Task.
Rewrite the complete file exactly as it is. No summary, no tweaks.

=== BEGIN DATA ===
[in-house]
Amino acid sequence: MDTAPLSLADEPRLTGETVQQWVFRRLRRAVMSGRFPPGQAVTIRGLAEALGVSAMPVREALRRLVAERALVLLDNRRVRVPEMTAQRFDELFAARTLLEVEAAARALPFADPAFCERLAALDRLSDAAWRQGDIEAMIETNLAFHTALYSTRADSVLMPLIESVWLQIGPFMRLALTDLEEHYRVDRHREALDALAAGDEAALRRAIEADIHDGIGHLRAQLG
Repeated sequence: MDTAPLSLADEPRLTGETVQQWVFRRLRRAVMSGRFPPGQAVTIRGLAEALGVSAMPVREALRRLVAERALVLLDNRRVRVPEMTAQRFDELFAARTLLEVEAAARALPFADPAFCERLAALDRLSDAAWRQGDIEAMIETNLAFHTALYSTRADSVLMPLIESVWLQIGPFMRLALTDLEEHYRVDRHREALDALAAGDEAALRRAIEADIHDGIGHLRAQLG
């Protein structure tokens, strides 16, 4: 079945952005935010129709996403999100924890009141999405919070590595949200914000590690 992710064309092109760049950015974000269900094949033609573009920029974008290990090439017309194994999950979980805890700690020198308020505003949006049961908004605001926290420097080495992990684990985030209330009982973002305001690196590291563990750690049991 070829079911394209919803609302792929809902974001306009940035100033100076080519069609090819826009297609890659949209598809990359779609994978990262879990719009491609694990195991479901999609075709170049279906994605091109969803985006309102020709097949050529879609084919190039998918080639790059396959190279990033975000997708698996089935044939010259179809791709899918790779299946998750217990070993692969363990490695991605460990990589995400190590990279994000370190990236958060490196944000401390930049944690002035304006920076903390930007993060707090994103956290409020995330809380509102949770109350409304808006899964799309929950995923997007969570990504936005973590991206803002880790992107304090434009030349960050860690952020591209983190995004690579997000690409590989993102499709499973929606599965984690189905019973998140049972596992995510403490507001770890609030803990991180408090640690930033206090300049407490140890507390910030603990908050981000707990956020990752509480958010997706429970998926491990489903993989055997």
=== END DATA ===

[in-house]
Amino acid sequence: MDTAPLSLADEPRLTGETVQQWVFRRLRRAVMSGRFPPGQAVTIRGLAEALGVSAMPVREALRRLVAERALVLLDNRRVRVPEMTAQRFDELFAARTLLEVEAAARALPFADPAFCERLAALDRLSDAAWRQGDIEAMIETNLAFHTALYSTRADSVLMPLIESVWLQIGPFMRLALTDLEEHYRVDRHREALDALAAGDEAALRRAIEADIHDGIGHLRAQLG
Repeated sequence: MDTAPLSLADEPRLTGETVQQWVFRRLRRAVMSGRFPPGQAVTIRGLAEALGVSAMPVREALRRLVAERALVLLDNRRVRVPEMTAQRFDELFAARTLLEVEAAARALPFADPAFCERLAALDRLSDAAWRQGDIEAMIETNLAFHTALYSTRADSVLMPLIESVWLQIGPFMRLALTDLEEHYRVDRHREALDALAAGDEAALRRAIEADIHDGIGHLRAQLG
């Protein structure tokens, strides 16, 4: 079945952005935010129709996403999100924890009141999405919070590595949200914000590690 992710064309092109760049950015974000269900094949033609573009920029974008290990090439017309194994999950979980805890700690020198308020505003949006049961908004605001926290420097080495992990684990985030209330009982973002305001690196590291563990750690049991 070829079911394209919803609302792929809902974001306009940035100033100076080519069609090819826009297609890659949209598809990359779609994978990262879990719009491609694990195991479901999609075709170049279906994605091109969803985006309102020709097949050529879609084919190039998918080639790059396959190279990033975000997708698996089935044939010259179809791709899918790779299946998750217990070993692969363990490695991605460990990589995400190590990279994000370190990236958060490196944000401390930049944690002035304006920076903390930007993060707090994103956290409020995330809380509102949770109350409304808006899964799309929950995923997007969570990504936005973590991206803002880790992107304090434009030349960050860690952020591209983190995004690579997000690409590989993102499709499973929606599965984690189905019973998140049972596992995510403490507001770890609030803990991180408090640690930033206090300049407490140890507390910030603990908050981000707990956020990752509480958010997706429970998926491990489903993989055997």